Whether you’re buying or selling a home, you want everything to be in order. This means all furnishings, fixtures, appliances, and other systems must be in proper working condition when the sale is closed.
Unfortunately, things don’t always go to plan. Sometimes, wear and tear would cause an appliance to malfunction.
The last thing you want is an emergency cost for repair. Fortunately, residential service contracts (RSCs) make it possible for you to save money from repair and replacement expenses.
Defining a Residential Service Contract
Also called a home warranty, a residential service contract is an agreement purchased when you buy a home. Sometimes they even come as a supplement to home insurance policies.
This contract covers the cost of repair for home appliances and systems in proper working conditions when you close the deal. Usually suitable for one year, the residential service contract states that the issuer agrees to repair and replace specific components or systems that break down during the covered dates.
What an RSC Covers
A residential service contract usually includes HVAC system, electrical system, water heater, and dishwasher repair. Depending on the warranty company, the agreement may also cover clothes washers, dryers, and swimming pools.
RSCs usually do not cover the following:
- Residential properties converted into a business
- Commercial-grade appliances
- Upgrade of existing covered items
- Items with a manufacturer defect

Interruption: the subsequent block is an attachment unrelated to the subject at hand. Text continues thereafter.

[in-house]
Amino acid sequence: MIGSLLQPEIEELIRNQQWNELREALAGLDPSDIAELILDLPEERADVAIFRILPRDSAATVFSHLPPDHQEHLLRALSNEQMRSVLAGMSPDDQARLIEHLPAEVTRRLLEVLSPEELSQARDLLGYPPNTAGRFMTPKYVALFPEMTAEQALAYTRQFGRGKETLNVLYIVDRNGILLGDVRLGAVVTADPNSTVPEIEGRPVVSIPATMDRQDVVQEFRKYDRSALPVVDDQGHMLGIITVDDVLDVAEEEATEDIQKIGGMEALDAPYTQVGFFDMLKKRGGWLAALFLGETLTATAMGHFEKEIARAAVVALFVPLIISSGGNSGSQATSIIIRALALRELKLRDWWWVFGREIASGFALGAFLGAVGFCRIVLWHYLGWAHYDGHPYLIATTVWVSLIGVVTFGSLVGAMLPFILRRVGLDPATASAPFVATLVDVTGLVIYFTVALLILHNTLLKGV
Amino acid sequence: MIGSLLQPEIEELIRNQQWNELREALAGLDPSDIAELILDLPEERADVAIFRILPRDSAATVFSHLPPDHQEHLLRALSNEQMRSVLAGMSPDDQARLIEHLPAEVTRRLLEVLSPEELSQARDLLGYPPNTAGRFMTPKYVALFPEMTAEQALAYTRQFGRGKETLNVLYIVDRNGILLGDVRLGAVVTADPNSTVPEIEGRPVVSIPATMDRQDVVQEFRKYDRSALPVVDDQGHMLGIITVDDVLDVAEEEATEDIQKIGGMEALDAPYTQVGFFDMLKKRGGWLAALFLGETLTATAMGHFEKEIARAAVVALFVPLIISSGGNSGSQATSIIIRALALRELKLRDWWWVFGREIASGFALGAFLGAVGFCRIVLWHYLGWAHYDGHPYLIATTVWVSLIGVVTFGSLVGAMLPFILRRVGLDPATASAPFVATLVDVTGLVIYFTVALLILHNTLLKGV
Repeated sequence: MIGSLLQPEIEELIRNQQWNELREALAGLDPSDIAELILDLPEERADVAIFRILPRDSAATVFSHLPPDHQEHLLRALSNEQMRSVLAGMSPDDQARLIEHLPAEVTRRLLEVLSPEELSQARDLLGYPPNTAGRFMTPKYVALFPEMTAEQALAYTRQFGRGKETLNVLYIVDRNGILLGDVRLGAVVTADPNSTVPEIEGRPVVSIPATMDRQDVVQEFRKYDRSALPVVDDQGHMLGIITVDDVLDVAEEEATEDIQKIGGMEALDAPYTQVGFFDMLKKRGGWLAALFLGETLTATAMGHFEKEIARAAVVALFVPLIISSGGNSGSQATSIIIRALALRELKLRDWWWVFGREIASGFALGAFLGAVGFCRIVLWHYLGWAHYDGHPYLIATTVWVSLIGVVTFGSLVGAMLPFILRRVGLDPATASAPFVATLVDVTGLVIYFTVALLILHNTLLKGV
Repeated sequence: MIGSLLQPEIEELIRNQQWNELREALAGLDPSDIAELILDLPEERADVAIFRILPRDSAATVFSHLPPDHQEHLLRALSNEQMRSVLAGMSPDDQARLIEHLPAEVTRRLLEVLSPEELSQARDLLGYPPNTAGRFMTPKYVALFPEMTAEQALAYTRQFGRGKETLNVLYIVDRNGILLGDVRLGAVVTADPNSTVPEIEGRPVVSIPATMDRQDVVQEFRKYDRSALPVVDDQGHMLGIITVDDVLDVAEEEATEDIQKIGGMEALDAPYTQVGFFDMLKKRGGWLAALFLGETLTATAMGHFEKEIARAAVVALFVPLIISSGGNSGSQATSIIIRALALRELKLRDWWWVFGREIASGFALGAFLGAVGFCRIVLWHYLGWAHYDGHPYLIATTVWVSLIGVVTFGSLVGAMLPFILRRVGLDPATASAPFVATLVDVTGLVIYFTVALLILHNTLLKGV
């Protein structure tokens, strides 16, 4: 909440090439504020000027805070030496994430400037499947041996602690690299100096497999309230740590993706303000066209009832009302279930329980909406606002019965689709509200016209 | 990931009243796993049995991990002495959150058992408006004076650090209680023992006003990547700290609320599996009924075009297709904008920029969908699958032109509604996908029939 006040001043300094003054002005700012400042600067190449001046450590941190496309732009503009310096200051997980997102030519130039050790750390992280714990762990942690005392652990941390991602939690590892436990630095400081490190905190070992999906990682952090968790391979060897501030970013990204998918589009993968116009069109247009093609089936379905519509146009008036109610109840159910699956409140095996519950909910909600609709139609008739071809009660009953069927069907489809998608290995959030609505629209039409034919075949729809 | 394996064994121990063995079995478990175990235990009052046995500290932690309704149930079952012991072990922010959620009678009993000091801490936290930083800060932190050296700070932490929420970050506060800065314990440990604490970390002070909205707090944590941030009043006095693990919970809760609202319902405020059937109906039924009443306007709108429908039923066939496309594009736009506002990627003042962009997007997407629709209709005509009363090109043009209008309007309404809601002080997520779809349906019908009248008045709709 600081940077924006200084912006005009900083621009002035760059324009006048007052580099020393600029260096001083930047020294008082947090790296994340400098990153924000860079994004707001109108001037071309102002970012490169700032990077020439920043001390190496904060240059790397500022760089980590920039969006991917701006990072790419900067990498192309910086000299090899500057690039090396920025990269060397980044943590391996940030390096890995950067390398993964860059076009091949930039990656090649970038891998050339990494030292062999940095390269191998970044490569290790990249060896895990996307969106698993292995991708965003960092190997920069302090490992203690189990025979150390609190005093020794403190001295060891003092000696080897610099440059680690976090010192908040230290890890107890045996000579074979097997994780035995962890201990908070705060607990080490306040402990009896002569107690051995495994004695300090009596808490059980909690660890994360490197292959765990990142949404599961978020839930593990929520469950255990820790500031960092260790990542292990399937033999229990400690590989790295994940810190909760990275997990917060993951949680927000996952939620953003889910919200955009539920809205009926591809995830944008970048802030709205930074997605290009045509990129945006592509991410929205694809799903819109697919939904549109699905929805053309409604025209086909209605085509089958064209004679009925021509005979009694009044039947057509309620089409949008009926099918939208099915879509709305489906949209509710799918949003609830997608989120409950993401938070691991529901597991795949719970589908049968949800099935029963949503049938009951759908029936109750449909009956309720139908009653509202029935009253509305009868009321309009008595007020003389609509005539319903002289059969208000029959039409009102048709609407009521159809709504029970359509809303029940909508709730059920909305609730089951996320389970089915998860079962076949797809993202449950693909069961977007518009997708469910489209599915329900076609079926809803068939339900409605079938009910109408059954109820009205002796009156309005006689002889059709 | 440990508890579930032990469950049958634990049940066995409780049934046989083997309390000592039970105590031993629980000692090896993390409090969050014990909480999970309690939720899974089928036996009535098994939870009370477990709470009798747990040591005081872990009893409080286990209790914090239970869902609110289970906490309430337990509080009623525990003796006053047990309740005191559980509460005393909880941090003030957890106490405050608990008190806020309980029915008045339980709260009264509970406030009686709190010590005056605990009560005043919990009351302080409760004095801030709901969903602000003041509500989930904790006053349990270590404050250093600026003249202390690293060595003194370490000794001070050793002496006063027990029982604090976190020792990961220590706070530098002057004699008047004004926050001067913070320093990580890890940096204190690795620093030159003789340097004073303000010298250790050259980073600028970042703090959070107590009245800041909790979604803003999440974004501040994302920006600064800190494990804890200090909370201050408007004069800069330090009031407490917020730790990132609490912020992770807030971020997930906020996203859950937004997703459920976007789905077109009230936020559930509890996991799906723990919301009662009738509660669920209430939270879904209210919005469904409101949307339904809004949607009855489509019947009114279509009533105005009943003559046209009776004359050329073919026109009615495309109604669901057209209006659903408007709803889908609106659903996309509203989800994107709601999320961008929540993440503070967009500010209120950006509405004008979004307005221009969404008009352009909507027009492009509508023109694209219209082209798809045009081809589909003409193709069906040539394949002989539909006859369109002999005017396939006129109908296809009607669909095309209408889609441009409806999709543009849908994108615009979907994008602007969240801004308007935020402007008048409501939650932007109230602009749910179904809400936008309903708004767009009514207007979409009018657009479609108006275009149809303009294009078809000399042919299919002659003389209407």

- Undersized HVAC systems
- Pre-existing conditions
Make sure to contact your insurance provider or the warranty company to know the specific systems that are covered in the policy.
With a residential service contract, you’ll be paying two types of costs:
- Premium: This is the amount you pay every month or year as part of your contract. The premium varies, depending on how comprehensive your coverage is.
- Service Call Fees: This is the fee you pay every time a contractor visits your home to repair or replace a broken appliance.
How Does a Residential Service Contract Work?
When a covered appliance or system breaks down due to wear and tear, you call the warranty company. The RSC issuer informs a licensed and insured third-party contractor who will schedule an appointment with you to visit your property.
The contractor inspects the broken system and diagnoses the cause of failure. They will contact the claims department with their findings.
The claims department goes through your contract and determines whether your claim will be approved. The chosen level of coverage decides how much you’ll be covered for and any out-of-pocket costs.
Choosing a Home Warranty Provider
Like finding an insurance policy, looking for a residential service contract provider requires a fair amount of research. Depending on which state you’ll be purchasing the home, check the provider for necessary licenses. Check testimonials and see what their current and previous clients are saying about the provider.
Once you’ve narrowed your options, analyze the contract to determine the coverage, exclusions, and restrictions. Check your home to see if most of your appliances and systems will be covered.
When buying or selling a home, you want to minimize all unnecessary expenses. A residential service contract gives you peace of mind, making you worry less about fixtures. With repairs for your appliances and systems covered, you can focus on other essential expenses.